Two hundred and eighty four

Full-Scale

2011 by Matt Calderwood
Wilkinson Gallery until 2 October 2011

Calderwood’s new exhibition at Wilkinson is remarkably and harmoniously monotone compared to some of his other work. With no hint of colour or unexplained abstraction, one is guided through the exhibition with the precision and reassurance of straight lines and measured angles. Playing across the floor and walls, between the realms of two and three-dimensionality, is Calderwood’s sculpture and painting. Drawn like diagrams, in black gloss divided by careful lines, the paintings and ink drawings are hung on the walls unframed giving them the spontaneity and creativity of initial designs. This studio-like atmosphere is then carried on by the sculpture itself, which appears almost to represent these static designs in the bulk of three-dimensionality. Whether the painting and sculpture matches exactly is unimportant; the ties between these two mediums are concrete, with their strong angled arms that exude the exactness of calculation and the cool simplicity of its effect. Black is blocked out on white paper and white materialises in sculpture, creating a harmony of colour inversion and exchange. The movement and possibilities of these shapes is encouraged by the pieces the sculptures are made up of — a three-tiered cross with wings at each end is made up of three different arms, giving the creativity of building blocks. One feels as if they could take these designs apart, having a world of different possibilities for putting them back together.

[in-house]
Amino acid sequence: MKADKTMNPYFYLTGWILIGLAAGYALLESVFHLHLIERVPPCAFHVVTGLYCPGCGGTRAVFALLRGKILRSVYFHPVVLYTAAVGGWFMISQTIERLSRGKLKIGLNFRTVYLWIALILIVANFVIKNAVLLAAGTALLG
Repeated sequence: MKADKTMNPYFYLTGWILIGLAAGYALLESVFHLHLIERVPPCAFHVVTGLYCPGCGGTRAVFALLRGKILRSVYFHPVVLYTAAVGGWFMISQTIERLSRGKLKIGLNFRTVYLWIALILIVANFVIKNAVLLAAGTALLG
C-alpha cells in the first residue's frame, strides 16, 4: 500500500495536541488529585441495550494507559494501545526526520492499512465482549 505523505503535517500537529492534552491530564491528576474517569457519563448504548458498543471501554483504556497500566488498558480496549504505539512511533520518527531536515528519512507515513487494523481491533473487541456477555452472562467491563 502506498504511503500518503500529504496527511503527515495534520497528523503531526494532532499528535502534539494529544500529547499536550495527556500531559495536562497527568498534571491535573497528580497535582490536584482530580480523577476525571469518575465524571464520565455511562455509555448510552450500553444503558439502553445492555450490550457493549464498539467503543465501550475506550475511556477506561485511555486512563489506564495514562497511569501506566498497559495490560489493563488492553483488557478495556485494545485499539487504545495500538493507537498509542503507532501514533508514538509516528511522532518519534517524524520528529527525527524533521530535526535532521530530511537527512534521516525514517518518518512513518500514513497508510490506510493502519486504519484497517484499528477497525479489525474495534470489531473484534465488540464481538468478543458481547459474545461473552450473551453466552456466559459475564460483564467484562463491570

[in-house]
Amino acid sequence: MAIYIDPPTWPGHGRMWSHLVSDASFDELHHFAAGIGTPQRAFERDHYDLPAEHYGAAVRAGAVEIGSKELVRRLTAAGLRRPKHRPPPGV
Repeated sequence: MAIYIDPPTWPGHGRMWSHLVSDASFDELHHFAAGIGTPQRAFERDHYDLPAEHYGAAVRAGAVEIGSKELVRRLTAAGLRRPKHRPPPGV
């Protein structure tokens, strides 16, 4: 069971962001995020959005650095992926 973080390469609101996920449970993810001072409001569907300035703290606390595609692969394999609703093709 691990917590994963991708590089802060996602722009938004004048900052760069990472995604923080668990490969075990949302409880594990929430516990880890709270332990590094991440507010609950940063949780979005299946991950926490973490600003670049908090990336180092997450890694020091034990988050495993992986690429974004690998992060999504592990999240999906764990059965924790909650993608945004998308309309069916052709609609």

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One response to “Two hundred and eighty four

  1. Pingback: Three hundred and six | postcardwall

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